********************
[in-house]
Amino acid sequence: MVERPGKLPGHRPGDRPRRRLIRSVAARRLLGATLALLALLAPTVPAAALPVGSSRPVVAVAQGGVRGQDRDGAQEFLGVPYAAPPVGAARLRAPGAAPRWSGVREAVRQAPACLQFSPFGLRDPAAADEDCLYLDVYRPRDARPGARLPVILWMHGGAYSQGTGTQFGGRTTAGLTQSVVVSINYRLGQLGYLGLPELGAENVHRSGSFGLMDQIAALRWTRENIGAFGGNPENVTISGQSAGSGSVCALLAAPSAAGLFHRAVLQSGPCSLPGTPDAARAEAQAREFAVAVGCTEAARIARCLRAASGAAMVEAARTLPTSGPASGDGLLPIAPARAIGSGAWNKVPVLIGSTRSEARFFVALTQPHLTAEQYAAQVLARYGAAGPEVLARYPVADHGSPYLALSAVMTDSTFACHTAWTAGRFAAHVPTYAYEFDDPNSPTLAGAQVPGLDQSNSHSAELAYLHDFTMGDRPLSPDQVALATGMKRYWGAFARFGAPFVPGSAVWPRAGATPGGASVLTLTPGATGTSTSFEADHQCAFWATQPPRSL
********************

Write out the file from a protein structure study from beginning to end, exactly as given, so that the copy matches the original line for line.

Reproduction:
[in-house]
Amino acid sequence: MVERPGKLPGHRPGDRPRRRLIRSVAARRLLGATLALLALLAPTVPAAALPVGSSRPVVAVAQGGVRGQDRDGAQEFLGVPYAAPPVGAARLRAPGAAPRWSGVREAVRQAPACLQFSPFGLRDPAAADEDCLYLDVYRPRDARPGARLPVILWMHGGAYSQGTGTQFGGRTTAGLTQSVVVSINYRLGQLGYLGLPELGAENVHRSGSFGLMDQIAALRWTRENIGAFGGNPENVTISGQSAGSGSVCALLAAPSAAGLFHRAVLQSGPCSLPGTPDAARAEAQAREFAVAVGCTEAARIARCLRAASGAAMVEAARTLPTSGPASGDGLLPIAPARAIGSGAWNKVPVLIGSTRSEARFFVALTQPHLTAEQYAAQVLARYGAAGPEVLARYPVADHGSPYLALSAVMTDSTFACHTAWTAGRFAAHVPTYAYEFDDPNSPTLAGAQVPGLDQSNSHSAELAYLHDFTMGDRPLSPDQVALATGMKRYWGAFARFGAPFVPGSAVWPRAGATPGGASVLTLTPGATGTSTSFEADHQCAFWATQPPRSL